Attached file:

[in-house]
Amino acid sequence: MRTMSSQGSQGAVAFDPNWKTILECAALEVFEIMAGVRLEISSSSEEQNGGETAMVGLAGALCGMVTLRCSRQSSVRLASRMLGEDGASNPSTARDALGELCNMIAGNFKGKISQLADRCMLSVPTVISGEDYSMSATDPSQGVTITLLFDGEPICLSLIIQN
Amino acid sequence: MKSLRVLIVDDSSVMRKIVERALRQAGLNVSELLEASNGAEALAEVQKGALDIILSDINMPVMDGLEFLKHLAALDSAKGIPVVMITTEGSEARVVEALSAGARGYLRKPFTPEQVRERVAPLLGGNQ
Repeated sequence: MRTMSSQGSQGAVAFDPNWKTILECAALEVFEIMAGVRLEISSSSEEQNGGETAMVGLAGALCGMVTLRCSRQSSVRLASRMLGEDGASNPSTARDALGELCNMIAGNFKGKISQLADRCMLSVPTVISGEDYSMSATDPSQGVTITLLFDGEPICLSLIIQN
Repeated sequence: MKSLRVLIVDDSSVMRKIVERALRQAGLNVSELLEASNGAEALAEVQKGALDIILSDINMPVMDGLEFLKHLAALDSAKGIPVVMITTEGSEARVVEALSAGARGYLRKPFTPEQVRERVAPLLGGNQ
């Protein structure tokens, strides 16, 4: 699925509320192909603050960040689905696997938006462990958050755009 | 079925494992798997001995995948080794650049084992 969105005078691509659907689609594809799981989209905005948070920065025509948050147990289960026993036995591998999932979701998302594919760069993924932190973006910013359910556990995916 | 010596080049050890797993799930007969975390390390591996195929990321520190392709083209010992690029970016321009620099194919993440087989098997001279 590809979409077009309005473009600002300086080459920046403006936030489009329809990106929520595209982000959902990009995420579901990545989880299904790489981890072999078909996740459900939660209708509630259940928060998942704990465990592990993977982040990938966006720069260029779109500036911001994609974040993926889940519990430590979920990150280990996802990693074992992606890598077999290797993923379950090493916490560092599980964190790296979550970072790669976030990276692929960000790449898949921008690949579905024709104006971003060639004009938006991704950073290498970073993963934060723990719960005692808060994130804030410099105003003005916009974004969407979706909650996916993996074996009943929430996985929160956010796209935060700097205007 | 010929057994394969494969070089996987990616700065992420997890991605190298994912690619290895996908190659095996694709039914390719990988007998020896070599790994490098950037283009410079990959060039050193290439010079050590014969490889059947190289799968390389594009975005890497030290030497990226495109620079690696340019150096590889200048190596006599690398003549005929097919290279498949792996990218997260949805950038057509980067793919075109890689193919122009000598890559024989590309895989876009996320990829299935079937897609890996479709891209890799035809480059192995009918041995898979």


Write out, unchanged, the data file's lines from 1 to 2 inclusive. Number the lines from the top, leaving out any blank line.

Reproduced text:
[in-house]
Amino acid sequence: MRTMSSQGSQGAVAFDPNWKTILECAALEVFEIMAGVRLEISSSSEEQNGGETAMVGLAGALCGMVTLRCSRQSSVRLASRMLGEDGASNPSTARDALGELCNMIAGNFKGKISQLADRCMLSVPTVISGEDYSMSATDPSQGVTITLLFDGEPICLSLIIQN